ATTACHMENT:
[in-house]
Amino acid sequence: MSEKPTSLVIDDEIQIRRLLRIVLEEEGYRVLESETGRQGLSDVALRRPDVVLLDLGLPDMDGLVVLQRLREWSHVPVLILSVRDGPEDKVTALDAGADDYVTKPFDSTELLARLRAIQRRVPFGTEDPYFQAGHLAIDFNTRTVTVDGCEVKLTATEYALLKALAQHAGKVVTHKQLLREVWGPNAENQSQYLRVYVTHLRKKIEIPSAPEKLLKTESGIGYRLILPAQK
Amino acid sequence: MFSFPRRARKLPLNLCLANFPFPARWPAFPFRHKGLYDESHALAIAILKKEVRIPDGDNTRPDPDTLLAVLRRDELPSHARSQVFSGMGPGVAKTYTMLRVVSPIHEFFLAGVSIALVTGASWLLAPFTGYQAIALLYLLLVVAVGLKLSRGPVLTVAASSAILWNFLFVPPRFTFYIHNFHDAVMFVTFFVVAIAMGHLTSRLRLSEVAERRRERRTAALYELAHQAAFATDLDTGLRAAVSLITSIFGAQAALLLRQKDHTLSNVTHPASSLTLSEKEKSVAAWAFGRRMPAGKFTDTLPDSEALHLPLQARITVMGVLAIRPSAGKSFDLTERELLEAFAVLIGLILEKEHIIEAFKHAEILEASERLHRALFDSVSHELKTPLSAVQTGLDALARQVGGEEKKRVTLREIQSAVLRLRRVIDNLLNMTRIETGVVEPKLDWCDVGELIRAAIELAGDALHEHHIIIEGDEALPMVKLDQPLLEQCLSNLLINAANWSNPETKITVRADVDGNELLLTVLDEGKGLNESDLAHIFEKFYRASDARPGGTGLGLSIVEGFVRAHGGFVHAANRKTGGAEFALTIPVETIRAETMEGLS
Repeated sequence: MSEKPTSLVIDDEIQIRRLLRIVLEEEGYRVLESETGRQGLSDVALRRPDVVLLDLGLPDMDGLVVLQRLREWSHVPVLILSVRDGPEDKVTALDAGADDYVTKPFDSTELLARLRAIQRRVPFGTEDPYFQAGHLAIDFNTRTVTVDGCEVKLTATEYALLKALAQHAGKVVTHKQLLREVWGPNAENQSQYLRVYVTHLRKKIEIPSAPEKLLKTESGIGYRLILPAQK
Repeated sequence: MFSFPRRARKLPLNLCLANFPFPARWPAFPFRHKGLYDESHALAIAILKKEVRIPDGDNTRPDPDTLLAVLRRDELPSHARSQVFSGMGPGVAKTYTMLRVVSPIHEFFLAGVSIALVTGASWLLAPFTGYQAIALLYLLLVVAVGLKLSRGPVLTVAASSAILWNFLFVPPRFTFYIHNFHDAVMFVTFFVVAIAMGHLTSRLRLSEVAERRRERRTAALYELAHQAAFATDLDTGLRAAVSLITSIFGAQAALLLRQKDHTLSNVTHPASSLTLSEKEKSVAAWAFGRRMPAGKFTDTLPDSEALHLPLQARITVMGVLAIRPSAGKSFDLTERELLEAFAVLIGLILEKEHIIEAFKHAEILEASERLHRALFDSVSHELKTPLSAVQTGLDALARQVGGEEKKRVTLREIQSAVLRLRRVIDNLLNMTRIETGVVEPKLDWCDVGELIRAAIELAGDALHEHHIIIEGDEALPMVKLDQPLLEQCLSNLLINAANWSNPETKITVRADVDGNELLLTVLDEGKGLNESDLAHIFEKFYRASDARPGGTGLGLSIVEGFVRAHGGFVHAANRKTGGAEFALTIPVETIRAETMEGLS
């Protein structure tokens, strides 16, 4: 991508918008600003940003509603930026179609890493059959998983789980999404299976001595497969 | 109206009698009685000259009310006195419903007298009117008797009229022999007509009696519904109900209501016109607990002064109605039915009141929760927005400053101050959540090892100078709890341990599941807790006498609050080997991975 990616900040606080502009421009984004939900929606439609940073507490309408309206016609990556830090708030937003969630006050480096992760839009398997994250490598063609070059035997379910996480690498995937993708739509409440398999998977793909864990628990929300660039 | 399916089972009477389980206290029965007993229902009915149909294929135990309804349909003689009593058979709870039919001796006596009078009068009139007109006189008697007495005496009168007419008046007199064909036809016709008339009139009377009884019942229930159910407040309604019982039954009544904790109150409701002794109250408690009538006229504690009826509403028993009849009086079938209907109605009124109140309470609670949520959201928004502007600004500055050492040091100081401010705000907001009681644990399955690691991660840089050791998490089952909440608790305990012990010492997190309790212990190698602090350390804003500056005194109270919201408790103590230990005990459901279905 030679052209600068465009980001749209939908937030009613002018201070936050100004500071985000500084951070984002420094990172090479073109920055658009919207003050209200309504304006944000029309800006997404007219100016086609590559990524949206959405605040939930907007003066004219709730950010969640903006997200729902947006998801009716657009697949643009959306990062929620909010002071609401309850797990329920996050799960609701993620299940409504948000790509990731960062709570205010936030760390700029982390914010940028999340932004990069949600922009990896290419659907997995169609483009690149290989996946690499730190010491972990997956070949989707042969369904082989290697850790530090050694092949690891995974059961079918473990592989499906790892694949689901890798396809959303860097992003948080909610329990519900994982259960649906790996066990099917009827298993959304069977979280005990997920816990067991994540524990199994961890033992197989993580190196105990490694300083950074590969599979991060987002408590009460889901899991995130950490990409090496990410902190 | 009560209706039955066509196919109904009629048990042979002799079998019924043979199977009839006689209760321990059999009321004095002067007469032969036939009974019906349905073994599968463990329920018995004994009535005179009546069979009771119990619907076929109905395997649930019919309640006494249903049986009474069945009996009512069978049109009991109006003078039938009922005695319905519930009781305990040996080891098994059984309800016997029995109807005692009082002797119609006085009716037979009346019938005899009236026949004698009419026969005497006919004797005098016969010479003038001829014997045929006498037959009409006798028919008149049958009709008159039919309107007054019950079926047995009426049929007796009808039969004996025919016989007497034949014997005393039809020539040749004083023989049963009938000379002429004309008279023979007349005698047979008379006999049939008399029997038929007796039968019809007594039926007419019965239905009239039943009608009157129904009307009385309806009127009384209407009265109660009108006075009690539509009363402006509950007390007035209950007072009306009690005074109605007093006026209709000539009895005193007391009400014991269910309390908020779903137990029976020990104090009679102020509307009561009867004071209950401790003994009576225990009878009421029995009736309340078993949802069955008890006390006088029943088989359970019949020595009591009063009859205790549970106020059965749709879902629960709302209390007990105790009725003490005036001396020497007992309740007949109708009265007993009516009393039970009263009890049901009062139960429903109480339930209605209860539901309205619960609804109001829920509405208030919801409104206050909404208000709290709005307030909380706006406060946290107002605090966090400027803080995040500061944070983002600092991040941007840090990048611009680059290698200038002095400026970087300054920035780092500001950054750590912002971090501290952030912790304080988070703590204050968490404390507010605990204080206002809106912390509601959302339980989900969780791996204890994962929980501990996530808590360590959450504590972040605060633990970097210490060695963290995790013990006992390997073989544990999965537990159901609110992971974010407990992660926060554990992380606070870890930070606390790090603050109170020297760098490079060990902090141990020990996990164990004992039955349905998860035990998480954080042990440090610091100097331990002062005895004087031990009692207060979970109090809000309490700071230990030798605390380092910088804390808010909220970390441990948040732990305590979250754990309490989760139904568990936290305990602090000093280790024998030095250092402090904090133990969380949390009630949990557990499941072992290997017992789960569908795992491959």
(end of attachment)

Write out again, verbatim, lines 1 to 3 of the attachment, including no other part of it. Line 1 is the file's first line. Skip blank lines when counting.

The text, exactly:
[in-house]
Amino acid sequence: MSEKPTSLVIDDEIQIRRLLRIVLEEEGYRVLESETGRQGLSDVALRRPDVVLLDLGLPDMDGLVVLQRLREWSHVPVLILSVRDGPEDKVTALDAGADDYVTKPFDSTELLARLRAIQRRVPFGTEDPYFQAGHLAIDFNTRTVTVDGCEVKLTATEYALLKALAQHAGKVVTHKQLLREVWGPNAENQSQYLRVYVTHLRKKIEIPSAPEKLLKTESGIGYRLILPAQK
Amino acid sequence: MFSFPRRARKLPLNLCLANFPFPARWPAFPFRHKGLYDESHALAIAILKKEVRIPDGDNTRPDPDTLLAVLRRDELPSHARSQVFSGMGPGVAKTYTMLRVVSPIHEFFLAGVSIALVTGASWLLAPFTGYQAIALLYLLLVVAVGLKLSRGPVLTVAASSAILWNFLFVPPRFTFYIHNFHDAVMFVTFFVVAIAMGHLTSRLRLSEVAERRRERRTAALYELAHQAAFATDLDTGLRAAVSLITSIFGAQAALLLRQKDHTLSNVTHPASSLTLSEKEKSVAAWAFGRRMPAGKFTDTLPDSEALHLPLQARITVMGVLAIRPSAGKSFDLTERELLEAFAVLIGLILEKEHIIEAFKHAEILEASERLHRALFDSVSHELKTPLSAVQTGLDALARQVGGEEKKRVTLREIQSAVLRLRRVIDNLLNMTRIETGVVEPKLDWCDVGELIRAAIELAGDALHEHHIIIEGDEALPMVKLDQPLLEQCLSNLLINAANWSNPETKITVRADVDGNELLLTVLDEGKGLNESDLAHIFEKFYRASDARPGGTGLGLSIVEGFVRAHGGFVHAANRKTGGAEFALTIPVETIRAETMEGLS